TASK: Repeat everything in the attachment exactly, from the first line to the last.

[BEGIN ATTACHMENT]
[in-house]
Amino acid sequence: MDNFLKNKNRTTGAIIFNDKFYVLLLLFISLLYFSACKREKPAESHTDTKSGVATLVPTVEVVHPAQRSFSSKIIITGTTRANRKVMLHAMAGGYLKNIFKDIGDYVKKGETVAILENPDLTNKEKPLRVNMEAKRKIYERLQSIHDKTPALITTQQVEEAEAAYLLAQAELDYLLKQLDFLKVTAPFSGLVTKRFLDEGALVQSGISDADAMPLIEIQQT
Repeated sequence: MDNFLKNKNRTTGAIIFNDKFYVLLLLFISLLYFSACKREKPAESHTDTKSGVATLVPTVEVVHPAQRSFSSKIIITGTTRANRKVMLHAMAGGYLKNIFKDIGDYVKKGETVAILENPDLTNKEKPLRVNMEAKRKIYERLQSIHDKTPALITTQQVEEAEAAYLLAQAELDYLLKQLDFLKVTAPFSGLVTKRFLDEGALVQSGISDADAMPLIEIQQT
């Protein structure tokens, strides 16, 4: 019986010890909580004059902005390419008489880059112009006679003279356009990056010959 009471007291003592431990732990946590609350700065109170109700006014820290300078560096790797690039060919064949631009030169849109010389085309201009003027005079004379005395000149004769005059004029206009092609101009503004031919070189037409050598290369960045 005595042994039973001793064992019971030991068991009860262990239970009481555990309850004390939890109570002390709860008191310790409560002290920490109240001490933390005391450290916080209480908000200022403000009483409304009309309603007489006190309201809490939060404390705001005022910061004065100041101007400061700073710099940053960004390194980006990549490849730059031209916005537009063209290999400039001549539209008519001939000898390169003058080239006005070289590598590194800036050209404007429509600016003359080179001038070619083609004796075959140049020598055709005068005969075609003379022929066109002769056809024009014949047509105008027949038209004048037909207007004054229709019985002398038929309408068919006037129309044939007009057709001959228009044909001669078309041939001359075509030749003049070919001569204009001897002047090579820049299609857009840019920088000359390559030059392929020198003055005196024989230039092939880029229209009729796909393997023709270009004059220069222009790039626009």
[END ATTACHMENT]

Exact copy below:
[in-house]
Amino acid sequence: MDNFLKNKNRTTGAIIFNDKFYVLLLLFISLLYFSACKREKPAESHTDTKSGVATLVPTVEVVHPAQRSFSSKIIITGTTRANRKVMLHAMAGGYLKNIFKDIGDYVKKGETVAILENPDLTNKEKPLRVNMEAKRKIYERLQSIHDKTPALITTQQVEEAEAAYLLAQAELDYLLKQLDFLKVTAPFSGLVTKRFLDEGALVQSGISDADAMPLIEIQQT
Repeated sequence: MDNFLKNKNRTTGAIIFNDKFYVLLLLFISLLYFSACKREKPAESHTDTKSGVATLVPTVEVVHPAQRSFSSKIIITGTTRANRKVMLHAMAGGYLKNIFKDIGDYVKKGETVAILENPDLTNKEKPLRVNMEAKRKIYERLQSIHDKTPALITTQQVEEAEAAYLLAQAELDYLLKQLDFLKVTAPFSGLVTKRFLDEGALVQSGISDADAMPLIEIQQT
């Protein structure tokens, strides 16, 4: 019986010890909580004059902005390419008489880059112009006679003279356009990056010959 009471007291003592431990732990946590609350700065109170109700006014820290300078560096790797690039060919064949631009030169849109010389085309201009003027005079004379005395000149004769005059004029206009092609101009503004031919070189037409050598290369960045 005595042994039973001793064992019971030991068991009860262990239970009481555990309850004390939890109570002390709860008191310790409560002290920490109240001490933390005391450290916080209480908000200022403000009483409304009309309603007489006190309201809490939060404390705001005022910061004065100041101007400061700073710099940053960004390194980006990549490849730059031209916005537009063209290999400039001549539209008519001939000898390169003058080239006005070289590598590194800036050209404007429509600016003359080179001038070619083609004796075959140049020598055709005068005969075609003379022929066109002769056809024009014949047509105008027949038209004048037909207007004054229709019985002398038929309408068919006037129309044939007009057709001959228009044909001669078309041939001359075509030749003049070919001569204009001897002047090579820049299609857009840019920088000359390559030059392929020198003055005196024989230039092939880029229209009729796909393997023709270009004059220069222009790039626009």